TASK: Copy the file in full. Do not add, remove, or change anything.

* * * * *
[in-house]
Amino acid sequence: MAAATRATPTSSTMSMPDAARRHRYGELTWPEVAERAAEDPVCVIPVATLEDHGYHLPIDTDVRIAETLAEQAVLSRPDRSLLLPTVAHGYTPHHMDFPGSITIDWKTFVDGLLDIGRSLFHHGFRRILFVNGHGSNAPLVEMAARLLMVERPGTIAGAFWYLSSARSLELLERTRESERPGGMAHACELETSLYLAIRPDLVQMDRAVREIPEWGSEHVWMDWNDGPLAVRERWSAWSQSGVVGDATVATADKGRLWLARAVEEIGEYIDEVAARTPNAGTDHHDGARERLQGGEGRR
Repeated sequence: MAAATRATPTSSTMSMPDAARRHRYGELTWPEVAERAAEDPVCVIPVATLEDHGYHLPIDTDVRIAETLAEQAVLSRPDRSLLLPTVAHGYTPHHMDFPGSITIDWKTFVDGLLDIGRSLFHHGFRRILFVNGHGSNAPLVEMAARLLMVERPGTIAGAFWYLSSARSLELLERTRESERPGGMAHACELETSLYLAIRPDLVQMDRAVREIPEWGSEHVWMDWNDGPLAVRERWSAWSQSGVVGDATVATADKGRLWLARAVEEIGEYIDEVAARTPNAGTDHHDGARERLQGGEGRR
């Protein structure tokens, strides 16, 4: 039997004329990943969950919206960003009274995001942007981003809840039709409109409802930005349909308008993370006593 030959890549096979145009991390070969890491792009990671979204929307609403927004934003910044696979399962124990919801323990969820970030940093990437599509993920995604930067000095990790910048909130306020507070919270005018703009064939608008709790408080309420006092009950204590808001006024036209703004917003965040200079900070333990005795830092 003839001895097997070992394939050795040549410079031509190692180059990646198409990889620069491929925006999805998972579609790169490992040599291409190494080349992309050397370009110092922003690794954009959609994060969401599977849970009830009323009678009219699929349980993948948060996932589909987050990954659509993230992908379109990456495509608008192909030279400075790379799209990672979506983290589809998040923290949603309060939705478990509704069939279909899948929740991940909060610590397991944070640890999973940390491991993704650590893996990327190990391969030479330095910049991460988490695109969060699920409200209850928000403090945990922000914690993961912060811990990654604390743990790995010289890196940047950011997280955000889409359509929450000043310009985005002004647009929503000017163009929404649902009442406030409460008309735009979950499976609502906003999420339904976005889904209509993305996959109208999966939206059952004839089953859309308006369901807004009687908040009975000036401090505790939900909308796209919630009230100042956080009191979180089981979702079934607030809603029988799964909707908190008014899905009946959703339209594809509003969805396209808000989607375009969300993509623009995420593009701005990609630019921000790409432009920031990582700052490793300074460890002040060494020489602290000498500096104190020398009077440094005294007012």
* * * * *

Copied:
[in-house]
Amino acid sequence: MAAATRATPTSSTMSMPDAARRHRYGELTWPEVAERAAEDPVCVIPVATLEDHGYHLPIDTDVRIAETLAEQAVLSRPDRSLLLPTVAHGYTPHHMDFPGSITIDWKTFVDGLLDIGRSLFHHGFRRILFVNGHGSNAPLVEMAARLLMVERPGTIAGAFWYLSSARSLELLERTRESERPGGMAHACELETSLYLAIRPDLVQMDRAVREIPEWGSEHVWMDWNDGPLAVRERWSAWSQSGVVGDATVATADKGRLWLARAVEEIGEYIDEVAARTPNAGTDHHDGARERLQGGEGRR
Repeated sequence: MAAATRATPTSSTMSMPDAARRHRYGELTWPEVAERAAEDPVCVIPVATLEDHGYHLPIDTDVRIAETLAEQAVLSRPDRSLLLPTVAHGYTPHHMDFPGSITIDWKTFVDGLLDIGRSLFHHGFRRILFVNGHGSNAPLVEMAARLLMVERPGTIAGAFWYLSSARSLELLERTRESERPGGMAHACELETSLYLAIRPDLVQMDRAVREIPEWGSEHVWMDWNDGPLAVRERWSAWSQSGVVGDATVATADKGRLWLARAVEEIGEYIDEVAARTPNAGTDHHDGARERLQGGEGRR
């Protein structure tokens, strides 16, 4: 039997004329990943969950919206960003009274995001942007981003809840039709409109409802930005349909308008993370006593 030959890549096979145009991390070969890491792009990671979204929307609403927004934003910044696979399962124990919801323990969820970030940093990437599509993920995604930067000095990790910048909130306020507070919270005018703009064939608008709790408080309420006092009950204590808001006024036209703004917003965040200079900070333990005795830092 003839001895097997070992394939050795040549410079031509190692180059990646198409990889620069491929925006999805998972579609790169490992040599291409190494080349992309050397370009110092922003690794954009959609994060969401599977849970009830009323009678009219699929349980993948948060996932589909987050990954659509993230992908379109990456495509608008192909030279400075790379799209990672979506983290589809998040923290949603309060939705478990509704069939279909899948929740991940909060610590397991944070640890999973940390491991993704650590893996990327190990391969030479330095910049991460988490695109969060699920409200209850928000403090945990922000914690993961912060811990990654604390743990790995010289890196940047950011997280955000889409359509929450000043310009985005002004647009929503000017163009929404649902009442406030409460008309735009979950499976609502906003999420339904976005889904209509993305996959109208999966939206059952004839089953859309308006369901807004009687908040009975000036401090505790939900909308796209919630009230100042956080009191979180089981979702079934607030809603029988799964909707908190008014899905009946959703339209594809509003969805396209808000989607375009969300993509623009995420593009701005990609630019921000790409432009920031990582700052490793300074460890002040060494020489602290000498500096104190020398009077440094005294007012």